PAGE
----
As first reported in The Register, Oracle’s lawyers continue to earn their keep. They filed yet another lawsuit, this time against TXO Systems in the UK court. This dispute is slightly different than other filings from Oracle’s legal team. Before I tell you what I think, you can read it for yourself here (PDF, 626 KB).
Some background information
TXO is in the business of selling new and used hardware. Oracle alleges that TXO was buying Sun hardware in one country, and reselling it in another country where that hardware was never offered for sale before. Sound confusing? It is a little. You see, every hardware vendor releases specific versions and models for sale on a per-country basis. In this case, Oracle says it never offered these particular models in the UK and therefore TXO is violating Oracle’s trademarks.
This is another interesting case. There is no claim that TXO was removing Oracle branding from the hardware, firmware, or software it was reselling. There was no claim that TXO was claiming to be an “official” authorized reseller. The claim is simply that Oracle never sold this hardware in the UK and therefore TXO cannot sell it either.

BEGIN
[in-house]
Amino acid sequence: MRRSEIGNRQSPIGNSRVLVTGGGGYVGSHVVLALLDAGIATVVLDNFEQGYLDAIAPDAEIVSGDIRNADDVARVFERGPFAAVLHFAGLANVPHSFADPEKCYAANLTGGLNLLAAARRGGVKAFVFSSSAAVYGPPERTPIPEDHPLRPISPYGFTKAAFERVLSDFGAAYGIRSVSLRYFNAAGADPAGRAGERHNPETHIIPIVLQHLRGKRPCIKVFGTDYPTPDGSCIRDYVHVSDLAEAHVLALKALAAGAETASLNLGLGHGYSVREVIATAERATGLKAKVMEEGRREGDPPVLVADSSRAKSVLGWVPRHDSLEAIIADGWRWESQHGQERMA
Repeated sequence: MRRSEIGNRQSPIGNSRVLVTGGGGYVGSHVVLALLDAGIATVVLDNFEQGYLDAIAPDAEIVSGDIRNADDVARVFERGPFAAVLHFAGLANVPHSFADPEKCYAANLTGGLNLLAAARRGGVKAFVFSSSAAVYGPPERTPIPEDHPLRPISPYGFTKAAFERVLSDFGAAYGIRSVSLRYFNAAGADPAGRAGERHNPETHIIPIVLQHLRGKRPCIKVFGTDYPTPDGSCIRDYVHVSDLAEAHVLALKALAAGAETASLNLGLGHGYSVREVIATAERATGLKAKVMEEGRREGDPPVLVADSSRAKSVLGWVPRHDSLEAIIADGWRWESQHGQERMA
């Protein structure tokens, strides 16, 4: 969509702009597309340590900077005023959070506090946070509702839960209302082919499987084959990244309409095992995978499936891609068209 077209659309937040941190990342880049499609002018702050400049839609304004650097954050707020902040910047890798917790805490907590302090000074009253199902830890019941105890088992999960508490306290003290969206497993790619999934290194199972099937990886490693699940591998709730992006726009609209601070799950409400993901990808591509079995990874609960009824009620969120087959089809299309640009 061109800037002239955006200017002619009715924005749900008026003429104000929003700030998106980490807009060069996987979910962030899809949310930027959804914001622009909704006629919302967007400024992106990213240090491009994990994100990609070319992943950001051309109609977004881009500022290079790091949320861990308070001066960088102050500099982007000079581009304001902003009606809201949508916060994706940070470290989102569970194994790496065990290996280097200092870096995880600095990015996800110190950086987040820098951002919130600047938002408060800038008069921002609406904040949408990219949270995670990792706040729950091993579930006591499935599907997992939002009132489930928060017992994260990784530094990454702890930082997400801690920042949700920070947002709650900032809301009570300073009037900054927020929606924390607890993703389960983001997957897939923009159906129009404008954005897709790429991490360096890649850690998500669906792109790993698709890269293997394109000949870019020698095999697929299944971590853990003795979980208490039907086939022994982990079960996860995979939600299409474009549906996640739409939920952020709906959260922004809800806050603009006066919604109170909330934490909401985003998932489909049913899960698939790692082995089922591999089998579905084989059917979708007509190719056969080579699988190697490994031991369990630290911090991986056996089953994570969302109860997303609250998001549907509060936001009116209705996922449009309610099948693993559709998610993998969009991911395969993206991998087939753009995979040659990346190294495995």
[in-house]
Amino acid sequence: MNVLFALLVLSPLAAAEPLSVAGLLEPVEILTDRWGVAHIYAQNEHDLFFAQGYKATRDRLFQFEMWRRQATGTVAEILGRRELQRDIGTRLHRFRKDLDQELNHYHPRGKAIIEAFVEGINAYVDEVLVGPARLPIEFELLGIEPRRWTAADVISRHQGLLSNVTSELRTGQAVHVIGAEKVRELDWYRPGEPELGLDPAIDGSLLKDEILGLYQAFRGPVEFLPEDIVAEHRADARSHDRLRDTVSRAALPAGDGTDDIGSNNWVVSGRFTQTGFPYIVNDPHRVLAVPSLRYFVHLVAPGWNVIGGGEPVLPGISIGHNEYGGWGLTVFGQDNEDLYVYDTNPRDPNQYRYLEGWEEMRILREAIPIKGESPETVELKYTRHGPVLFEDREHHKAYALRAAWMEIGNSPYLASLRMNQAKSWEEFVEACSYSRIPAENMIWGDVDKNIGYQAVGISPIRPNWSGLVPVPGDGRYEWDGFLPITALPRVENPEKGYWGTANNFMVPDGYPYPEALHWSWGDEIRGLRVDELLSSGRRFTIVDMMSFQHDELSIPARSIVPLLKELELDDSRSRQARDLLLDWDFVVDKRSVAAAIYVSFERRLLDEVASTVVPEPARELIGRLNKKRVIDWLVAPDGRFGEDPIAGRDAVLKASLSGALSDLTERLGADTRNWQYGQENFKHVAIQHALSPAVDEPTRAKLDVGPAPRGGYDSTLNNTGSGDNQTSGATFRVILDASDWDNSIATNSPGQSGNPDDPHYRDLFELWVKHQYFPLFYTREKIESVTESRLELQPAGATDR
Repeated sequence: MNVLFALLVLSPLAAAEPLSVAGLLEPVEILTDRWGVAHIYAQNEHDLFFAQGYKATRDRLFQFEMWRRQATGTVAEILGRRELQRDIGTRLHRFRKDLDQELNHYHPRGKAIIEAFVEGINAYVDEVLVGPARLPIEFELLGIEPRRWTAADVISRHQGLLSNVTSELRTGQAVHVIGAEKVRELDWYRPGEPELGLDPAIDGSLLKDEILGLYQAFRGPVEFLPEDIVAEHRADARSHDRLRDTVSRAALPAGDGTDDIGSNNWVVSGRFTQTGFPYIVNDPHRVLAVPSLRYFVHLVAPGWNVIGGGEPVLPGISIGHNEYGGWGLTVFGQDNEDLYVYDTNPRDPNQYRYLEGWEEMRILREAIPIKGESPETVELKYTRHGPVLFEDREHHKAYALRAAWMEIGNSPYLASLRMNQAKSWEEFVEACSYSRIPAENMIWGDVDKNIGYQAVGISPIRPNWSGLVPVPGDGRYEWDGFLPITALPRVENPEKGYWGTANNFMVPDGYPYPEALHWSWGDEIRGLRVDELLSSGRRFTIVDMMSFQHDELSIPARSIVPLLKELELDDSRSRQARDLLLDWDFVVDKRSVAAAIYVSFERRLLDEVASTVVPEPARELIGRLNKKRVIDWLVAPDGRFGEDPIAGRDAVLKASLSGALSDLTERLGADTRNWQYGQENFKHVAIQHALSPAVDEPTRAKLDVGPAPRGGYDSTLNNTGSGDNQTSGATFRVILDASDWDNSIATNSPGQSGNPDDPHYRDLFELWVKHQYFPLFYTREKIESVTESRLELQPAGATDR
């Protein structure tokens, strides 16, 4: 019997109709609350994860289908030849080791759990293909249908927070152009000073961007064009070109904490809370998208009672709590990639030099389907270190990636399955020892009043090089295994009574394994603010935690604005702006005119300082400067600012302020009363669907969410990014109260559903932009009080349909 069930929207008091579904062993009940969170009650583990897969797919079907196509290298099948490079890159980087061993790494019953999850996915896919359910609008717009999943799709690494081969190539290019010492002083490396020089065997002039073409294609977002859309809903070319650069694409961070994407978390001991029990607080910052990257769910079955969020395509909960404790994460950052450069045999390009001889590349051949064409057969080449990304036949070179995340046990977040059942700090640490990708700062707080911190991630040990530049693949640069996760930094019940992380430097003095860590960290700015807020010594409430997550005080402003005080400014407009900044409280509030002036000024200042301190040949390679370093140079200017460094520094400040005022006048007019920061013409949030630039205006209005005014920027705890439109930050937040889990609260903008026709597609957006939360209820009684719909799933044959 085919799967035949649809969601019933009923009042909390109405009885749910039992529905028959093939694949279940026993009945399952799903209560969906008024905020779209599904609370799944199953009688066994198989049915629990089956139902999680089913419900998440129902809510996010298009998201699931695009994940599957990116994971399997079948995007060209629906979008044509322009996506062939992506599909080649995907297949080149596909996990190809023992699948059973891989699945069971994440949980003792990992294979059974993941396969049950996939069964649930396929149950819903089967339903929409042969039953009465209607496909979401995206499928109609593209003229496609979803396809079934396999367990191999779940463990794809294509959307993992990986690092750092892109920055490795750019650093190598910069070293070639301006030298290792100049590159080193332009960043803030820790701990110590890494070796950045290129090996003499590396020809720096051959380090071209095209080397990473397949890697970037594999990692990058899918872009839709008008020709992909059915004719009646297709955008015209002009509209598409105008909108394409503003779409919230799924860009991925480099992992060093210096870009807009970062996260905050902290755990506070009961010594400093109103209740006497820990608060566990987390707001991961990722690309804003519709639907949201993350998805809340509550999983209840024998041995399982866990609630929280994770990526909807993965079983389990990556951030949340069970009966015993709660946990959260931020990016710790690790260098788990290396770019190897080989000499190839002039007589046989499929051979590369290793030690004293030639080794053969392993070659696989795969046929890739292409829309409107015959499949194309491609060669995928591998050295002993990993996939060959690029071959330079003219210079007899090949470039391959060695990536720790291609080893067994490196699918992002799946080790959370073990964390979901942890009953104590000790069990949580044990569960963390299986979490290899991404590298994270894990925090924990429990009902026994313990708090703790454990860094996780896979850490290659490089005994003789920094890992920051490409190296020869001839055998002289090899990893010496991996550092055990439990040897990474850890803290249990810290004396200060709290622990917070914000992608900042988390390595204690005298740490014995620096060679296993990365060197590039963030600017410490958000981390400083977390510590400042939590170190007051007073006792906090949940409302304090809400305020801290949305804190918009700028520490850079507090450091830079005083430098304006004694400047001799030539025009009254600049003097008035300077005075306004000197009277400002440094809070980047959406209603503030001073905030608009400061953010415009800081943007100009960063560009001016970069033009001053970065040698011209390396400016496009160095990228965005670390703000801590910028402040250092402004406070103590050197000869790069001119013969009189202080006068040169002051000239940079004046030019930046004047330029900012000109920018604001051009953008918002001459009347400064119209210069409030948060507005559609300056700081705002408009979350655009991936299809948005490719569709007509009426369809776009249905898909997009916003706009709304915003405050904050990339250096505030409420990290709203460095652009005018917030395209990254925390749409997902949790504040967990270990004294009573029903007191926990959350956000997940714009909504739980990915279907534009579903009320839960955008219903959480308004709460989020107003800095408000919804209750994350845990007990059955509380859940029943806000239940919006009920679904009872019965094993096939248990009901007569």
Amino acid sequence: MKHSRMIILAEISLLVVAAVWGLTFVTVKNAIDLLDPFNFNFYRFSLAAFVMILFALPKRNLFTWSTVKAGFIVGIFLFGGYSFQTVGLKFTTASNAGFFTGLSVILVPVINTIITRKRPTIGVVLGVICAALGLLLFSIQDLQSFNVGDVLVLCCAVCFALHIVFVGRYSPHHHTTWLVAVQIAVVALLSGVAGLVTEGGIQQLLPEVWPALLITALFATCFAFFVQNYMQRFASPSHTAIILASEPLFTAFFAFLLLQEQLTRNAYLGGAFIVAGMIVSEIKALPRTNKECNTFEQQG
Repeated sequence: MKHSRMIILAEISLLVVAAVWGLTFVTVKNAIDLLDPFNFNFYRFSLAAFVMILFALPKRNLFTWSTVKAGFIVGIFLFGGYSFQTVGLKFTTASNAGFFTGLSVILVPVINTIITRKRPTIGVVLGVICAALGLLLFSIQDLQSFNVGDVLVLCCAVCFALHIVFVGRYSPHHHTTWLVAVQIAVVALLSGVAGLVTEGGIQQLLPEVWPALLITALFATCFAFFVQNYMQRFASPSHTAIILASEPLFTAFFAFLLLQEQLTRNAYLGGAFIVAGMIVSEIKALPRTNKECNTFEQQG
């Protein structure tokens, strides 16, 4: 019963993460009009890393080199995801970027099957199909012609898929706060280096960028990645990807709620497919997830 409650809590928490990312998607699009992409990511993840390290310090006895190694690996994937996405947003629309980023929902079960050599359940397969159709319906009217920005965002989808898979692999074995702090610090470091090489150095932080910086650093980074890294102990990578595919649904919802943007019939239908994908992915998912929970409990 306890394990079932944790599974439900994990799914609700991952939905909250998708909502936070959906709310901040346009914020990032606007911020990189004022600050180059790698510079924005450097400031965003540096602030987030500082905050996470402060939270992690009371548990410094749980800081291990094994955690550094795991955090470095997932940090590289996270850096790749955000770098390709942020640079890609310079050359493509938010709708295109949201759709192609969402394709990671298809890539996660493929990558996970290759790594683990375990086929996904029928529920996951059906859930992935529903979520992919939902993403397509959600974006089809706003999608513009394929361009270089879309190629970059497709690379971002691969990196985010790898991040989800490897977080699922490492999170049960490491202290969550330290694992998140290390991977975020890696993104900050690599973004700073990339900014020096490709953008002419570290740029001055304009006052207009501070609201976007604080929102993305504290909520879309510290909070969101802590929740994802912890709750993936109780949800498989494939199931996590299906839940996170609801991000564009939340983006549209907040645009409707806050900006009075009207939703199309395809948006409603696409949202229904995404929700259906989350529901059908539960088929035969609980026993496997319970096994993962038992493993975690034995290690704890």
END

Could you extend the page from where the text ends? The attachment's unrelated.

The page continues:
Why is this important?
I think we need to look at the larger context. What if your company bought a piece of hardware, used it, and then wanted to sell it? What if you sold that hardware to someone in another country? Are you now violating the vendor’s trademarks? What if you sold your cell phone to someone in another country on eBay? Could you be liable for violating trademarks? Is Oracle’s claim limited to resellers of hardware?
I believe this lawsuit is a shot across the bow of 3rd-party resellers in the “grey market” or “after market”. You see, Oracle doesn’t make any money when you sell your used Oracle hardware. Only you make money. Not only does Oracle not make money on that transaction, Oracle loses out on the possible sale of new hardware. (Other than Exadata, the Sun hardware business is way down. So not sure what the actual harm to Oracle is here!) The fact is, Oracle doesn’t like it when Oracle doesn’t make money on a transaction involving their technology.
For years Oracle has gone after third-party support providers. It’s only reasonable that they would target third-party resellers. Let’s see where this court case takes us. I am definitely not an expert in trademark law. I have a sneaking suspicion this is not really about protecting trademarks. It’s about something bigger that we should all pay attention to.